Manufacturing Bits: May 8

Electrolyte transistors; DNA detection; VLSI preview.


Electrolyte transistors
Delft University of Technology, the Centre National de la Recherche Scientifique (CNRS) and NTT have developed a nanotransistor technology that will make it easier to measure the concentration of different electrolytes in the body.

Electrolytes involve nutrients and chemicals in the body. They perform important functions and a disruption of the electrolyte balance is often dangerous. But testing for electrolyte imbalances is challenging, as a number of tests must be performed.

In response, researchers from Delft and others have devised a ‘0D’ ion-selective field-effect transistor (ISFET) as well as a sensor. Measuring just 25nm, the new device is smaller than conventional nanowire ISFETs.

A ‘0D’ ion-selective field-effect transistor (ISFET) Source: Delft University of Technology

In a diagnostic tool, the 0D-ISFET enables cheaper and easier bedside testing compared to conventional methods. The technology requires only a tiny amount of blood for testing. Compared to current devices, the 0D-ISFET showed a higher sensitivity to the presence of electrolytes. It is possible to sense electrolytes in small concentrations.

The technology is still in R&D. But one day, it could help patients who undergo regular ionogram measurements or for those who take antidiabetic, corticoid or lithium medications.

DNA detection
In what could help gain insight into diseases, Imec has developed a new technology that could help unravel the mysteries of DNA.

Imec has found a way to enable direct identification of single DNA bases. The R&D organization has combined nanopore sensing and single-molecule surface enhanced Raman spectroscopy (SERS) for single-molecule identification.

In the human body, chromosomes are divided into 30,000 smaller regions called genes. Each gene consists of a string of nucleotide bases, dubbed A, C, G and T. In total, human DNA has 3 billion bases. The exact order of these bases is known as the DNA sequence. DNA is a molecule that carries the genetic instructions in living things. A complete set of DNA is called the genome.

DNA sequencing is a technique that determines the order of DNA bases, which is important for the study of genetics, gene mutations and therapies. But DNA sequencing techniques often use fluorescent labeling, which is costly and time-consuming, according to Imec.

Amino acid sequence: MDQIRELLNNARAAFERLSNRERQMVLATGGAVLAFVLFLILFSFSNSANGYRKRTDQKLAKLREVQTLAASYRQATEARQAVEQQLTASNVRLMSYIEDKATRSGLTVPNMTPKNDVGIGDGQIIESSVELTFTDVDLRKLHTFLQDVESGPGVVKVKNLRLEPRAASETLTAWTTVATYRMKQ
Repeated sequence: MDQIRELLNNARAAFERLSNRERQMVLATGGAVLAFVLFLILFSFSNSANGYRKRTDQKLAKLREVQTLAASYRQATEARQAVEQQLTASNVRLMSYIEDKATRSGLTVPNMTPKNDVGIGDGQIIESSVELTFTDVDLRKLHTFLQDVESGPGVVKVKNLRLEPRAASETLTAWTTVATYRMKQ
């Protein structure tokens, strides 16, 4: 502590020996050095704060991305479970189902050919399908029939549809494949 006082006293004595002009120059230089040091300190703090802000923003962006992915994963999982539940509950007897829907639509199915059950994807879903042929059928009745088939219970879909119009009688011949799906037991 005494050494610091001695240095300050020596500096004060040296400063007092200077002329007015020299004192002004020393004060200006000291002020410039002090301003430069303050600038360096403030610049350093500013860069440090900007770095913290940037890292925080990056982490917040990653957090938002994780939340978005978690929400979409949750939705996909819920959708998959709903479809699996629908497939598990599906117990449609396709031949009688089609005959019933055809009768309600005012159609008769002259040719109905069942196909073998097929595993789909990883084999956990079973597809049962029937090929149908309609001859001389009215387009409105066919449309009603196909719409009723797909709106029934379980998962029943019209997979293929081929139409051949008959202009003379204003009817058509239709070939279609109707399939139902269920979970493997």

Imec has developed an alternative approach. Using optical spectroscopy, the technique makes use of nanofluidics to drive the DNA strand through an engineered plasmonic nanoslit. Then, SERS makes a “fingerprint” of the adsorbed nucleobases up to the level of molecular bonds.

The spectroscopic signal is enhanced both by a gold coating on top of the nanoslit, and the shape of the nanoslit. “The result reported here is an important step towards a solution for fast and direct sequencing up to the epigenetic level,” said Chang Chen, senior researcher at Imec.

Sub-10nm nanoslit captures DNA Source: Imec

VLSI preview
The 2018 Symposia on VLSI Technology & Circuits is taking place in Honolulu, Hawaii from June 19-21. At the event, there are a number of papers.

At the event, Intel will present a paper on a spiking neural network device in a 10nm finFET process. The device combines sparse connectivity, stochastic operation, voltage scaling and power gating. Energy efficiency can be as low as 3.8pJ per synaptic operation (SOP) at 2.6GSOP/s, according to the abstract.

Also at the event, GlobalFoundries will present results on laser-induced grain growth within copper interconnects. Researchers will demonstrate a 30% reduction in line resistance. It delivers a 15% improvement in RC and improvement in IDsat of 2-5%.

MIT will discuss a CMOS-based molecular clock. As an alternative to traditional atomic clocks, MIT is proposing to use the 231.061GHz spectral line of carbonyl sulfide, enabling the first chip-scale molecular clock. In addition, MIT will talk about Navion, an integrated odometry accelerator for use in autonomous miniaturized robots.

“The chip uses inertial measurements and mono-stereo images to estimate a drone’s trajectory, as well as to generate a 3D map of the environment. The on-chip integration reduces energy and footprint, and it eliminates costly off-chip processing and storage. Fabricated in 65nm CMOS, it can process 752 x 480 stereo images at up to 171fps and inertial measurements at up to 52kHz. Further, the chip is configurable to maximize accuracy, throughput, and energy-efficiency across various environmental conditions,” according to the abstract.

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